Pressure Mounting on Tajiguas Landfill

Santa Barbara County is in a bind with the Tajiguas Resource Recovery Project (TRRP). They discovered that the coastal zone map they had been using was the wrong one, and that the existing Tajiguas Landfill is actually already infringing on the coastal zone, and even worse, that the planned new anaerobic digester and sorting facility (to be housed in two large Costco-sized buildings) are partly sited in the zone and now the digester needs to be relocated, adding further expense to an already astronomically expensive project. They have an optimistic view of the situation on Edhat.

Marc_Chytilo_OpEd_in_Edhat_8-23-17.pngGaviota Coast Conservancy legal counsel Marc Chytilo submitted an OpEd on this Tajiguas issue, also to Edhat. "The Tajiguas Resource Recovery Project (TRRP) involves $120M of trash processing machines housed in two Costco-sized buildings, one on top of the Tajiguas Landfill and the other on Baron Ranch. Interest on proposed County bonds totals at least $80M, for a total project cost of at least $200M. Residential trash rates are estimated to increase by 50% over the next decade to pay for the TRRP and the coastal zone blunder; some estimate the rate increases will be much higher. The Goleta City Council will hold a hearing on September 5 to hear from the public whether to raise trash rates by over 17%, in large part to pay for the TRRP. Most significantly, the TRRP will squander the potential to reduce greenhouse gases through carbon farming (a practice referenced in the Paris Climate Agreement that sequesters atmospheric carbon in the soil)."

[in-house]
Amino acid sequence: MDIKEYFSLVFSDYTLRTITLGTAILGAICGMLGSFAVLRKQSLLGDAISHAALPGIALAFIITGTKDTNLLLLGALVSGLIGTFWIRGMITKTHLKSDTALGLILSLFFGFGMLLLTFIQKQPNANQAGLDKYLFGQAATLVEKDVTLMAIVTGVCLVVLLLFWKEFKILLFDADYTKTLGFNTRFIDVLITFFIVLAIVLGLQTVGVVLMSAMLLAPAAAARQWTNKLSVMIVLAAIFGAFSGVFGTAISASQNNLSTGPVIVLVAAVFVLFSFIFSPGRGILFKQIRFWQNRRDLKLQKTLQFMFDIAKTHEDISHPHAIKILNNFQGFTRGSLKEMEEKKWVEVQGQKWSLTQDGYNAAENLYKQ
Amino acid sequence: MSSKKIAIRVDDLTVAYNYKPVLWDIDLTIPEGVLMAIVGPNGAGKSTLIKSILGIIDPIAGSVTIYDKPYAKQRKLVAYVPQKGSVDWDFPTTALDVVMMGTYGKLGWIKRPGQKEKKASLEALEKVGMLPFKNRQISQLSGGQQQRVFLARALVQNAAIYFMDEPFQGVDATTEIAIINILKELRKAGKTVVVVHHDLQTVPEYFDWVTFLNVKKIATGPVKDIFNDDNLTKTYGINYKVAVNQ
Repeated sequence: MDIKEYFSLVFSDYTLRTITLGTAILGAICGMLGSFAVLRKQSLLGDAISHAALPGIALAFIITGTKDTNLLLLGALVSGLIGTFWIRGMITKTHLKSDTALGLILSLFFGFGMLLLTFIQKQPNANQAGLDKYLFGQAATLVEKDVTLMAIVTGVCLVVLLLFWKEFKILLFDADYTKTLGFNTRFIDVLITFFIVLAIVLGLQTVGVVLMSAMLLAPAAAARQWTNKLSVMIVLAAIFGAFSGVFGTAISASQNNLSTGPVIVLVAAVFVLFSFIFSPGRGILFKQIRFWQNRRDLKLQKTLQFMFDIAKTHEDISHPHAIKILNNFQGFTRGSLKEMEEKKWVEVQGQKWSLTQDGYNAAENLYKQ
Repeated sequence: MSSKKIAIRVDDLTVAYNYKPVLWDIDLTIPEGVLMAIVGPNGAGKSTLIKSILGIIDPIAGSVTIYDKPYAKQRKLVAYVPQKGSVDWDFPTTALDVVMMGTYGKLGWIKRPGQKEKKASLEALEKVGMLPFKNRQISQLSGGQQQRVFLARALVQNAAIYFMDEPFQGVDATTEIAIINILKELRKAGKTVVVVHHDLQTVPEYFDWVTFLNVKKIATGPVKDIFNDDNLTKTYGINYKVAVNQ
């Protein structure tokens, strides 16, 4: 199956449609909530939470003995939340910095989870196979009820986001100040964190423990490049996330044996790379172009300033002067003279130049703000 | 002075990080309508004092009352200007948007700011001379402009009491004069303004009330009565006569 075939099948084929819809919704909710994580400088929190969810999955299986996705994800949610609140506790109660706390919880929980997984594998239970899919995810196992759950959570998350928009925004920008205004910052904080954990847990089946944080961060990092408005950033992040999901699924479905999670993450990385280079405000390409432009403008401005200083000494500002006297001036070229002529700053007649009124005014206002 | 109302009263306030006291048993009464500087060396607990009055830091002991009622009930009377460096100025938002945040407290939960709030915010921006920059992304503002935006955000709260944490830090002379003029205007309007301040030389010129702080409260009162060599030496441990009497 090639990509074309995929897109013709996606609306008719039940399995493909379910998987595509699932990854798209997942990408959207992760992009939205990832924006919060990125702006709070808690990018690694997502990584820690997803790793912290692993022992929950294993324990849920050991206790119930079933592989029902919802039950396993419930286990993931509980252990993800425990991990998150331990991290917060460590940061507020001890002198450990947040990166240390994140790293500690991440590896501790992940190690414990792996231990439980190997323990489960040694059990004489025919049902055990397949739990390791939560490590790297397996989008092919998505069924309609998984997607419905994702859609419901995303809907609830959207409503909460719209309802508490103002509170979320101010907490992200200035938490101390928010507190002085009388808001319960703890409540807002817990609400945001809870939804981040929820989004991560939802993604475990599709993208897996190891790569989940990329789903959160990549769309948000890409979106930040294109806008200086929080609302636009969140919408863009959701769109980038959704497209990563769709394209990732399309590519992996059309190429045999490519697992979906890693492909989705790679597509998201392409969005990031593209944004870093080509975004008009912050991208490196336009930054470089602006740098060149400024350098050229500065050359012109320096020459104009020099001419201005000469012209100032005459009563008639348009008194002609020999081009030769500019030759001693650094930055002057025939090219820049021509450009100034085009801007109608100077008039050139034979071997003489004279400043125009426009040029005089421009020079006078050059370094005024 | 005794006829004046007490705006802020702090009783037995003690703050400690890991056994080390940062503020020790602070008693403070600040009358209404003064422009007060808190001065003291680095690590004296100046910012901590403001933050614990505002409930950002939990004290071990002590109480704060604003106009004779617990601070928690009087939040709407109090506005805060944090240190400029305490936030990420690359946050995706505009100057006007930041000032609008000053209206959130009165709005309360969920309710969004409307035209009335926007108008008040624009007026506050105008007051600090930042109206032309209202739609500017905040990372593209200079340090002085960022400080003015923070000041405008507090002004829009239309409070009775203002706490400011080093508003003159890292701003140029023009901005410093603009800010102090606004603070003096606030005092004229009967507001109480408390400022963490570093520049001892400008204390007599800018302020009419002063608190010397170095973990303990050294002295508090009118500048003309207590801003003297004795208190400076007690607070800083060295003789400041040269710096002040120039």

"State law will effectively ban disposal of organic waste to landfills in a few years. This organic waste (kitchen and food scraps from grocery stores, schools, hotels and restaurants) is a highly valuable input for the creation of high-quality compost that can be used in “carbon farming” to sequester carbon into the soil and increase local agricultural productivity. The TRRP would instead process the organic waste in an anaerobic digester, extracting a trivial portion of the carbon as methane that would be burned to generate electricity and the carbon returned to the atmosphere."

"The TRRP’s 'digestate' cannot be made into high-quality compost and is unsuitable for use on food crops. Carbon farming yields years of carbon sequestration benefits, versus a one-time minor reduction in the type of carbon emitted to the atmosphere. In proposing the TRRP, the County rejected viable alternatives that would have less cost, fewer impacts, and move towards Zero Waste goals that many other local governments have adopted throughout the Country. We can do better!"

The Next hearing on the revised project will be on September 5 at the Goleta city Council, where rate increases of 17.76% are needed to fund the TRRPPlease attend the Hearing if you can, email and speak out for Gaviota Coast and against the expanded industrialization of this biodiversity hotspot.